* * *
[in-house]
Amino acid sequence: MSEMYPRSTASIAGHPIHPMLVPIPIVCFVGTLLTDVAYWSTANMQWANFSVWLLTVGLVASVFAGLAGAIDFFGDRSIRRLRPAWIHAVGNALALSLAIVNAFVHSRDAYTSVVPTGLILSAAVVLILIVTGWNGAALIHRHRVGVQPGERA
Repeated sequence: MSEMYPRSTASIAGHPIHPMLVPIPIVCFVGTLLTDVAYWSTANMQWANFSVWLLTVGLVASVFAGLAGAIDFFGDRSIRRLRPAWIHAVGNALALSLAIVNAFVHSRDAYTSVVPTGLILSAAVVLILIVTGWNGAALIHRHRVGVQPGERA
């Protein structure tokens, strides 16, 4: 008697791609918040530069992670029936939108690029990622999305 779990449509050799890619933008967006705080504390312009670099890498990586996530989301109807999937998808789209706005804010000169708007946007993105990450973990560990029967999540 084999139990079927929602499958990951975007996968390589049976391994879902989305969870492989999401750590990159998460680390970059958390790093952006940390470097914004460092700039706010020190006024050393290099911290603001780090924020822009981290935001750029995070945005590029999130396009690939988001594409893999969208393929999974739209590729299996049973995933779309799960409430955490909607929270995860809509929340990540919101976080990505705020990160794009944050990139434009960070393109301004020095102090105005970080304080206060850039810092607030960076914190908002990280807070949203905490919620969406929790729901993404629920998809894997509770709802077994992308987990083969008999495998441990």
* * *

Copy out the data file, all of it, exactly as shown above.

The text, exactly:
[in-house]
Amino acid sequence: MSEMYPRSTASIAGHPIHPMLVPIPIVCFVGTLLTDVAYWSTANMQWANFSVWLLTVGLVASVFAGLAGAIDFFGDRSIRRLRPAWIHAVGNALALSLAIVNAFVHSRDAYTSVVPTGLILSAAVVLILIVTGWNGAALIHRHRVGVQPGERA
Repeated sequence: MSEMYPRSTASIAGHPIHPMLVPIPIVCFVGTLLTDVAYWSTANMQWANFSVWLLTVGLVASVFAGLAGAIDFFGDRSIRRLRPAWIHAVGNALALSLAIVNAFVHSRDAYTSVVPTGLILSAAVVLILIVTGWNGAALIHRHRVGVQPGERA
């Protein structure tokens, strides 16, 4: 008697791609918040530069992670029936939108690029990622999305 779990449509050799890619933008967006705080504390312009670099890498990586996530989301109807999937998808789209706005804010000169708007946007993105990450973990560990029967999540 084999139990079927929602499958990951975007996968390589049976391994879902989305969870492989999401750590990159998460680390970059958390790093952006940390470097914004460092700039706010020190006024050393290099911290603001780090924020822009981290935001750029995070945005590029999130396009690939988001594409893999969208393929999974739209590729299996049973995933779309799960409430955490909607929270995860809509929340990540919101976080990505705020990160794009944050990139434009960070393109301004020095102090105005970080304080206060850039810092607030960076914190908002990280807070949203905490919620969406929790729901993404629920998809894997509770709802077994992308987990083969008999495998441990």